Magic in the Blood by Devon Monk is the second in the Allie Beckstrom series. Having read and enjoyed the first book in the series, I was happy to read this second novel. The title of the book relates to the plot in that much blood magic is being tossed around by a whole pile of villains.
Working as a Hound – tracing illegal spells back to their casters – has taken its toll on Allison Beckstrom. But even though magic has given her migraines and stolen her recent memory, Allie isn’t about to quit. Then the police’s magic enforcement division asks her to consult on a missing persons case. But what seems to be a straightforward job turns out to be anything but, as Allie finds herself drawn into the underworld of criminals, ghosts, and blood magic.
The story continues, more or less, where the previous novel had finished. Characters from the first book, such as Zayvion, Violet, and Kevin feature in this book as well. One of the things that I liked about the previous novel was the concept of magic that Monk created. Magic is a really common element in urban fantasy, so if an author wants to keep my interest, they had better come up with an interesting take on it. I liked how it is something akin to a municipal utility. Some of that seems to change in this book, as we meet several characters who are able to operate using magic without it acting in the typical municipal utility sort of way.
Ghosts appear in this book. They are not actually ghosts, though – which I found to be a relief. The last thing urban fantasy needs is some hackneyed, silly ghosts running around. However, what Monk really does well in this book is to write the parts involving Allie’s father. The scenes involving him are really creepy. Again, at the end – was Mr. Beckstrom a good guy or a bad guy? I’m okay with the developments of this plotline. By that I mean, we learn that Mr. Beckstrom was a member of the secret, powerful society called the Authority and Allie finds out that her father’s widowed girlfriend is pregnant.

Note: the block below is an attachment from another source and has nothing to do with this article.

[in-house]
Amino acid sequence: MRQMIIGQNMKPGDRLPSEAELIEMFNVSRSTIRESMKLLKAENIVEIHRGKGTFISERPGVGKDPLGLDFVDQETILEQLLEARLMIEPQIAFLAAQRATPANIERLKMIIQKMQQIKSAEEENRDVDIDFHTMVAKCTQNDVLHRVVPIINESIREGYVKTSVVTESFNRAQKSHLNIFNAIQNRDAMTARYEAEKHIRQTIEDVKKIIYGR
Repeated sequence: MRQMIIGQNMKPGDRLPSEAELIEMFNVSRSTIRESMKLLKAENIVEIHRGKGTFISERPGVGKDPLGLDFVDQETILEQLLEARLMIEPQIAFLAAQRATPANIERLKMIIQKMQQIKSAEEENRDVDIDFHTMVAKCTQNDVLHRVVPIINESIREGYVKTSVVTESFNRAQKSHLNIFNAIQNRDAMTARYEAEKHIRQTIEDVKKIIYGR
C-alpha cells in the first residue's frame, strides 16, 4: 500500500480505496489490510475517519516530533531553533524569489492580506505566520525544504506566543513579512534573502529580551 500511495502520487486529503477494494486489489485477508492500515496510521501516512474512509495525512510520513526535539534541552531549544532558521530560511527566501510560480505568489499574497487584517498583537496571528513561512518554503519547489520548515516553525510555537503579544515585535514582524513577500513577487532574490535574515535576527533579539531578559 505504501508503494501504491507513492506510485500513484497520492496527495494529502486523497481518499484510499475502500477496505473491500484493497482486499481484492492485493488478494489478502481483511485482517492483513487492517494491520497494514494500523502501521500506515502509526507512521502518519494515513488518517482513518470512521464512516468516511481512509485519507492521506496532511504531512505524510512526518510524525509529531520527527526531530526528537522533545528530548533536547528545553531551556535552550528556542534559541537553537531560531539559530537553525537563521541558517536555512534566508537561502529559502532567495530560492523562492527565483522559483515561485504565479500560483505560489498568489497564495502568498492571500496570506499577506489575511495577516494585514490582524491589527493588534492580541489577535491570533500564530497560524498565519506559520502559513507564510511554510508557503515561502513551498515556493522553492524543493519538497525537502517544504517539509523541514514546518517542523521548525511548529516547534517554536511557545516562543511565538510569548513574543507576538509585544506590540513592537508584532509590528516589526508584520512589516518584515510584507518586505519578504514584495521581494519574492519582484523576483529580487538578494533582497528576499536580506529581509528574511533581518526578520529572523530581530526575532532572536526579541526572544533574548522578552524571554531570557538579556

Overall, I was satisfied with the book. There are times when Allie gets repetitive, though. I mean, I know it’s important for the reader to recall key details – but the reader does not even get the chance to forget. I think Monk needs to relax a little bit – readers are not complete idiots – we can handle remembering a few key points for a few chapters. Also, I really hate how Allie just swoons and gets ridiculous whenever Zayvion is in the room. I dunno if women really act like that or not, but it does serve to reinforce the notion that women are silly, emotive airheads. On a positive note, I absolutely love Allie’s addiction to coffee!